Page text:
Alaska Fish & Wildlife News
September 2006

Flying Camp Stoves
Camps Stoves Legal but Must be Super Clean

By Riley Woodford
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Two types of camp stoves. Both use white gas for fuel. A TSA screener will not allow a camp stove aboard an commercial flight if there is any odor of fuel.

The camp stove is an essential piece of gear for hunters, backpackers, rafters – virtually anyone spending the night outdoors. But chances are good that a Transportation Safety Officer will confiscate your stove at the airport. It’s not illegal to fly with a stove, but it’s tricky.

Scott Rader, the camping department manager at REI in Anchorage, is quite familiar with the issue. He’s outfitted customers with new stoves because they’ve had theirs confiscated en route. He said travelers with stoves are finding the TSA to be “very subjective.”

“It’s pretty common to see stoves confiscated, “he said. “Some people have no problems, others are shocked to find their stoves confiscated at one leg of a trip. Some customers have come in for fuel bottles, because those were confiscated, but not the stoves.”

Andy Hunter with Alaska Mountaineering and Hiking in Anchorage said his customers report that some airlines will allow stoves if they are brand new and have never had fuel. He said he’s outfitted a few travelers with new stoves because they were unable to bring a stove into Alaska.

Camp stoves are legal, but the call is up to the TSA official at the airport. The TSA website says camp stoves can travel as carry-on or checked luggage only if they are empty of all fuel and cleaned so that there are no vapors or residue. Simply emptying the fuel container will leave flammable vapors. The TSA recommends that you ship the empty fuel containers to your destination ahead of time, and notes that passengers frequently have to leave them at the checkpoint because of fuel vapors.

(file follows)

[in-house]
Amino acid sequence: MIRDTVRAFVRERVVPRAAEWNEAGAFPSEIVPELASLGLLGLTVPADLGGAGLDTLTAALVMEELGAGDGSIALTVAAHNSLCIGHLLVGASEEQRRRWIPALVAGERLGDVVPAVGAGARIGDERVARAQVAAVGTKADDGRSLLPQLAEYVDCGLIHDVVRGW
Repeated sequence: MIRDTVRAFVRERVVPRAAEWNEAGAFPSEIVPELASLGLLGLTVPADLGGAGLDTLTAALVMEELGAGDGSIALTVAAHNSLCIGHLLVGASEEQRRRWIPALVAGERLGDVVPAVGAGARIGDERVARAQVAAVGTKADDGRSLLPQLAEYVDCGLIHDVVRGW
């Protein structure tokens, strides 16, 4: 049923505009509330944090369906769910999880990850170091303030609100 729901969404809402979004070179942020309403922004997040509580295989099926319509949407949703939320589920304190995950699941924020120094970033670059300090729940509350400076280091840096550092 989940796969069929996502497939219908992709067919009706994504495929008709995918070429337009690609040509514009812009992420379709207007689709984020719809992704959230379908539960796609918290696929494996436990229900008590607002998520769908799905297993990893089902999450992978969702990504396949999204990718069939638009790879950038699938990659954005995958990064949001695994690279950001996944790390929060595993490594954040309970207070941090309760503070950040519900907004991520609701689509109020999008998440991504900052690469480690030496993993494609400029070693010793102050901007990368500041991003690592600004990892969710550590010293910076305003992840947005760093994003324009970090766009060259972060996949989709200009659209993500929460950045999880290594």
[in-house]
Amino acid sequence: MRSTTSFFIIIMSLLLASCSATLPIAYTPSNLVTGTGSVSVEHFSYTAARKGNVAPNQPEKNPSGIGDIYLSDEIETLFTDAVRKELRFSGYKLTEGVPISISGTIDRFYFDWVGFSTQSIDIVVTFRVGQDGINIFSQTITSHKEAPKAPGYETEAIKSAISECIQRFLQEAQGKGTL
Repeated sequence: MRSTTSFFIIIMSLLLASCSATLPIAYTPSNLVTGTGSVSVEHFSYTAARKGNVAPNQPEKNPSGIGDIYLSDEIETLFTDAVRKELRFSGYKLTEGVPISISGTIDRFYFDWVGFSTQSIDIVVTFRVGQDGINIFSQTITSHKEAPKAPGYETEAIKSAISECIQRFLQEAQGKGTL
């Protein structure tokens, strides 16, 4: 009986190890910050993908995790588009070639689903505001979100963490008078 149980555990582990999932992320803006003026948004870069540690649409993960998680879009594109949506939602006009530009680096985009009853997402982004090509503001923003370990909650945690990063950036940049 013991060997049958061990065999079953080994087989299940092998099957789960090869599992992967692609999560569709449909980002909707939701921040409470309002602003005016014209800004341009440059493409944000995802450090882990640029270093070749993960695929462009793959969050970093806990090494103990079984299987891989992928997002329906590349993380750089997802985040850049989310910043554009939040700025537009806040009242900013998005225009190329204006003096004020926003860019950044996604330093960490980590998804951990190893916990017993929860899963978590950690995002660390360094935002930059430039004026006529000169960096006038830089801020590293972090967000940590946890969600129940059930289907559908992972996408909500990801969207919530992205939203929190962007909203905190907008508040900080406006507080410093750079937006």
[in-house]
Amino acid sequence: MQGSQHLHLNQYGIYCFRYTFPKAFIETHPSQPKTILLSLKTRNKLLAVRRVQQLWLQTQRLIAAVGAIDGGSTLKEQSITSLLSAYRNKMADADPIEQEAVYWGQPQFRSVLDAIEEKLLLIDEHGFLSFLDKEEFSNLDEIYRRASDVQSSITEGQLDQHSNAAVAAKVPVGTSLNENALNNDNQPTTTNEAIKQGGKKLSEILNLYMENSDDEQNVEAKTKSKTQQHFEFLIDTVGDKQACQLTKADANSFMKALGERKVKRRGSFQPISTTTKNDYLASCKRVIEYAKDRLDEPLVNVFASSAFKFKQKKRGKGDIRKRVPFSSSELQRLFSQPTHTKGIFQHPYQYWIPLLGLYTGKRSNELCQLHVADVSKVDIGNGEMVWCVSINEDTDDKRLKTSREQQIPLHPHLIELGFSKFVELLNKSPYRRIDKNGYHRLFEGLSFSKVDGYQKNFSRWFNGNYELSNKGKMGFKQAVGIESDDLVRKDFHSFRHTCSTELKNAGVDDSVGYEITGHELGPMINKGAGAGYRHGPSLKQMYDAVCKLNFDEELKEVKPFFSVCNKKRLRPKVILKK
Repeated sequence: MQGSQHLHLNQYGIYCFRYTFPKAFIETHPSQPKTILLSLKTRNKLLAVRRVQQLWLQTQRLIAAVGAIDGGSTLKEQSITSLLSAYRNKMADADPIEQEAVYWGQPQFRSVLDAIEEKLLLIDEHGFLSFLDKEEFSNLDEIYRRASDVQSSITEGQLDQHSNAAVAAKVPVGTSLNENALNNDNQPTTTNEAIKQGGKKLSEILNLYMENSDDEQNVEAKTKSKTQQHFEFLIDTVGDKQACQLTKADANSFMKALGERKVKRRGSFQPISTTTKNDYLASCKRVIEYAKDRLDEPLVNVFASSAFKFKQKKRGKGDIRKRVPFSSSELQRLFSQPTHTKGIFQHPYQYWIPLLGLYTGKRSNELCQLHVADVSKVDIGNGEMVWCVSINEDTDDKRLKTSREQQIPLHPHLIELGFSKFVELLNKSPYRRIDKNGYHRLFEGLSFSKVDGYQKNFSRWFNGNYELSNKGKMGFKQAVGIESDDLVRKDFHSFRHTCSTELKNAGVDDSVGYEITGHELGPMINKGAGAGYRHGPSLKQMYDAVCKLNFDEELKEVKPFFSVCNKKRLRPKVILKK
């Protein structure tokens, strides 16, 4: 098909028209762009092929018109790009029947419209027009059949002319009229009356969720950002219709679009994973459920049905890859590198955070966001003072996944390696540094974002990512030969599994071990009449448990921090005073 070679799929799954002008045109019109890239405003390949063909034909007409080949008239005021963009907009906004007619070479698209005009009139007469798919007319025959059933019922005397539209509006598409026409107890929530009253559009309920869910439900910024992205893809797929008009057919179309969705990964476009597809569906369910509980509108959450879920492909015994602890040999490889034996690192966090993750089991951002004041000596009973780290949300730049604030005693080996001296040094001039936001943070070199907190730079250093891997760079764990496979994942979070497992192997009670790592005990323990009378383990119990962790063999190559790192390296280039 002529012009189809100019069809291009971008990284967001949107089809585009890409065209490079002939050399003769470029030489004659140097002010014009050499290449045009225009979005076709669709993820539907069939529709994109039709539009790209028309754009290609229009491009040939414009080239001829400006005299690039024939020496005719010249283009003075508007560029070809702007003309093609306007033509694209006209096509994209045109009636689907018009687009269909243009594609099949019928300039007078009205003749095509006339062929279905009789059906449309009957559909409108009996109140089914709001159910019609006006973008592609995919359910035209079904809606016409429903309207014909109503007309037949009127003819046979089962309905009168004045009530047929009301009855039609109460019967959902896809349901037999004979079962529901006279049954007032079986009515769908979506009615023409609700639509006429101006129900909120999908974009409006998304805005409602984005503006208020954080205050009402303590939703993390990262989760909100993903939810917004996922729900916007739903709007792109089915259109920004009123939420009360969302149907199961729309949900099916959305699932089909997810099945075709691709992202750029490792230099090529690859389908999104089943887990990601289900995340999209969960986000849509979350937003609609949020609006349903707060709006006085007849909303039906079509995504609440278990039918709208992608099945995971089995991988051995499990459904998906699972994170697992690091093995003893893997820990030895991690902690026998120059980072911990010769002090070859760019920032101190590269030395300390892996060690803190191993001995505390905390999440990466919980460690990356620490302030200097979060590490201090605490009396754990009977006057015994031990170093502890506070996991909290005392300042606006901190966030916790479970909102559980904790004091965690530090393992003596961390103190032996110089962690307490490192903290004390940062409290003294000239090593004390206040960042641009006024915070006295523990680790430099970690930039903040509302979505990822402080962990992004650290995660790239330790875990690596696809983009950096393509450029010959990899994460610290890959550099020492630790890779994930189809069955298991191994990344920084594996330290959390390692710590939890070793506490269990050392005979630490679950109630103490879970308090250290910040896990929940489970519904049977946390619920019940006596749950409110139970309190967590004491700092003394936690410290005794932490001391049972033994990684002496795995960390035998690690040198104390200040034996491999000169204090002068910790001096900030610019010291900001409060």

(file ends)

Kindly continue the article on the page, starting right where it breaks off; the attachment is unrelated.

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An assortment of camping and hunting gear that requires special attention to transport.

“It really comes down to smell,” said TSA spokesperson Jennifer Peppin. “Does it smell like flammable material? If you can get it as clean as possible and free of gas odor, that’s going to help.”

She said it’s always better to check a questionable item, rather than try to carry it on. She said let the airline know what you’ve got, and the airline and the TSA will work with the passenger to resolve any questions about the item.

A camp stove such as the Coleman Peak 1 or the Svea 123, with attached fuel tanks, are going to be tough to transport. It would be very difficult to completely clean the stove, and the attached fuel tank is problematic. Other small camp stoves, such as stoves with removable propane canisters, or the MSR Whisperlite, are just burners with some hardware.

Alaska Airlines air cargo customer call center agent Cindy Gonzales said if all else fails, a stove can be shipped as cargo.

“Within the state there no special requirements,” she said. A stove is considered hazardous material, and there is a $50 hazardous material fee in addition to shipping costs for the item. Additional hazardous materials are $15 each, but they could all be combined in one package if practical.

After the trip, it may be best to mail the stove home. It must be clean, not smell of fuel, and properly packaged.

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